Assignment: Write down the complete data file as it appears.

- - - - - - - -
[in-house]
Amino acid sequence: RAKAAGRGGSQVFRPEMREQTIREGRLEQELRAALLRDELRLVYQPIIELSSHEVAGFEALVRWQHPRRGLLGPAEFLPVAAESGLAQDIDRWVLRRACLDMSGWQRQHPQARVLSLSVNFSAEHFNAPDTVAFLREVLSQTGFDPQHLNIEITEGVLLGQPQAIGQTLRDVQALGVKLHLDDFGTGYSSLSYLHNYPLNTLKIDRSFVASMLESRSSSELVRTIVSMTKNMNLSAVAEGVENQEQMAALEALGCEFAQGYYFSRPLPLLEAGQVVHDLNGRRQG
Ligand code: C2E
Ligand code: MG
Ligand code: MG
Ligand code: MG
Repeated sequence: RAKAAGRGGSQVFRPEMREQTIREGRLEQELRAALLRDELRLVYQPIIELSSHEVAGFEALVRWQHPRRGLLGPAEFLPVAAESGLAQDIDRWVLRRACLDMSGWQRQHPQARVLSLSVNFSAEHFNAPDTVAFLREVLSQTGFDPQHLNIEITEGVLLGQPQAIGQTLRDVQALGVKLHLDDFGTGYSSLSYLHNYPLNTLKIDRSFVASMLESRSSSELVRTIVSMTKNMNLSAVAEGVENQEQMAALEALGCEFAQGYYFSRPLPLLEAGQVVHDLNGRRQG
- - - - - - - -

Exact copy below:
[in-house]
Amino acid sequence: RAKAAGRGGSQVFRPEMREQTIREGRLEQELRAALLRDELRLVYQPIIELSSHEVAGFEALVRWQHPRRGLLGPAEFLPVAAESGLAQDIDRWVLRRACLDMSGWQRQHPQARVLSLSVNFSAEHFNAPDTVAFLREVLSQTGFDPQHLNIEITEGVLLGQPQAIGQTLRDVQALGVKLHLDDFGTGYSSLSYLHNYPLNTLKIDRSFVASMLESRSSSELVRTIVSMTKNMNLSAVAEGVENQEQMAALEALGCEFAQGYYFSRPLPLLEAGQVVHDLNGRRQG
Ligand code: C2E
Ligand code: MG
Ligand code: MG
Ligand code: MG
Repeated sequence: RAKAAGRGGSQVFRPEMREQTIREGRLEQELRAALLRDELRLVYQPIIELSSHEVAGFEALVRWQHPRRGLLGPAEFLPVAAESGLAQDIDRWVLRRACLDMSGWQRQHPQARVLSLSVNFSAEHFNAPDTVAFLREVLSQTGFDPQHLNIEITEGVLLGQPQAIGQTLRDVQALGVKLHLDDFGTGYSSLSYLHNYPLNTLKIDRSFVASMLESRSSSELVRTIVSMTKNMNLSAVAEGVENQEQMAALEALGCEFAQGYYFSRPLPLLEAGQVVHDLNGRRQG